By Jug Varner

As one who strives for accuracy in reporting, I appreciate receiving E-mails correcting my occasional goofs in forwarding erroneous information on this Web site - particularly when I inadvertently miss checking articles that could be hoaxes, dupes, scams, spam and viruses. Fortunately, many of you with eagle eyes let me know immediately when this happens and I am able to kill the article before many people accept it as gospel and send it along to their friends. But, it is a tricky problem.

Untold millions around the world use this form of communication and information. Perhaps only a miniscule percentage of them ever bother to include the original source of an article, if they know it, or actually check to see if it is true before they send it. Of course, not everyone has hoax-type software that tells whether the information they are viewing is fraudulent… and even such software is not all-inclusive. So much stuff is floating around out there in the ether that it would be impossible to verify it all in one's lifetime. We are stuck with this “curse” of seldom knowing the originator, and trusting your sources.

Recently, a viewer questioned me about the article, THAT SPECIAL DAY AT THE BALTIMORE AIRPORT (archived under CULTURE). “How do you know if this article is true?” he asked, saying, “Usually when I see a disclaimer that something is not an 'Urban Legend' or 'This is true,' after a careful search I have found the opposite to be true.”

I had to admit that I didn't know for certain, but I trusted my source because I have known him for almost a half-century, we worked together as information officers in the Navy trying to discern the truth, etc., and that neither of us would knowingly forward false information. He is the type who checks the source, as we were taught to do in journalism school. He rose to the top in Navy public information because of his professionalism and astuteness. So in this particular case, it was a matter of trusting my source.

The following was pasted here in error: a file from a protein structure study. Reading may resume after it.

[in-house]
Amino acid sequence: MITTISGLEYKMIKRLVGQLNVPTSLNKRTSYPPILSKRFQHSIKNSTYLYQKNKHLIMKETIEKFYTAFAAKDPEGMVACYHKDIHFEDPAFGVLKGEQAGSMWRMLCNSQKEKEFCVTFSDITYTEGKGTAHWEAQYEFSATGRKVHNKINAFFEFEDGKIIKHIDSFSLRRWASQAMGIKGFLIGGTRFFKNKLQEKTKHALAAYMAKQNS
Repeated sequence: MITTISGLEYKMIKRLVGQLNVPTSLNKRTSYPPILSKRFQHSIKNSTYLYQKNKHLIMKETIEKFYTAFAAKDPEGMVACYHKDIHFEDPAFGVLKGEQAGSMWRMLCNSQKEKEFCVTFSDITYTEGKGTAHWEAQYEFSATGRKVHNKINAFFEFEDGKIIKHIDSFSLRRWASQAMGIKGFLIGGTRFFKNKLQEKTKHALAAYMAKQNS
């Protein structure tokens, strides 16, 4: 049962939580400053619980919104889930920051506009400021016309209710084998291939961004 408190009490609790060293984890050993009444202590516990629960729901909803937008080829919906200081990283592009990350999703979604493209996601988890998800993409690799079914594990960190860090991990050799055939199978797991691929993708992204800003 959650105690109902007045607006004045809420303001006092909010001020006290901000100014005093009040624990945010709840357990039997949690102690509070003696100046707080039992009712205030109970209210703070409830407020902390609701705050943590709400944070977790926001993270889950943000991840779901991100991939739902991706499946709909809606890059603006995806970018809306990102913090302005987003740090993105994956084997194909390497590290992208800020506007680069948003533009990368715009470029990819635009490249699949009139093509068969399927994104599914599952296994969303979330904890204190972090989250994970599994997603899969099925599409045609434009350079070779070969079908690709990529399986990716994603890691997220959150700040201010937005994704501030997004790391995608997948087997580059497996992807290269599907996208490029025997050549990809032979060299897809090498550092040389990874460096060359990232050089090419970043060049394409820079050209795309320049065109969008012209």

That doesn't hold true 100% of the time, however. Human nature is such that sometimes one is so beguiled by a story that “seems so true” that he or she accepts it at face value, without checking it out, and then sends it along to friends they know will appreciate it.

As to the “truth” of the article in question, I can't honestly state that it is true. In all probability it is, because it is so typical of the deep-down patriotism and actions Americans are so noted for despite our busy lives and our own self-concerns. I suppose with my background in life (I just turned 80 this year) I am still far more an optimist than a pessimist, and I honestly believe in the good all humans possess - at least to some degree. This particular article smacks loudly of that “good.” We may not always know the truth, but we know that truth can be stranger than fiction.

Speaking of “sources,” you will note that in articles forwarded to me I credit the original source (if I can find it) along with the identity of the one who sent it to me. I receive a lot more articles than I use, and I discard anything questionable. Obviously, I can't always find the origin, but if not, I usually ask the forwarder to find it if he or she can before I publish it. I firmly believe all authors should receive their due credit - for better or for worse - and certainly in accordance with copyright laws. Internet users are far too lax in this respect.

Too many people merely include a long series of names of those in the chain who received it before them, and forward it with no original source given.

Having said all that, I will close with this:

Yes, I may occasionally be guilty of sending something that may not be true… but never if I know it to be false.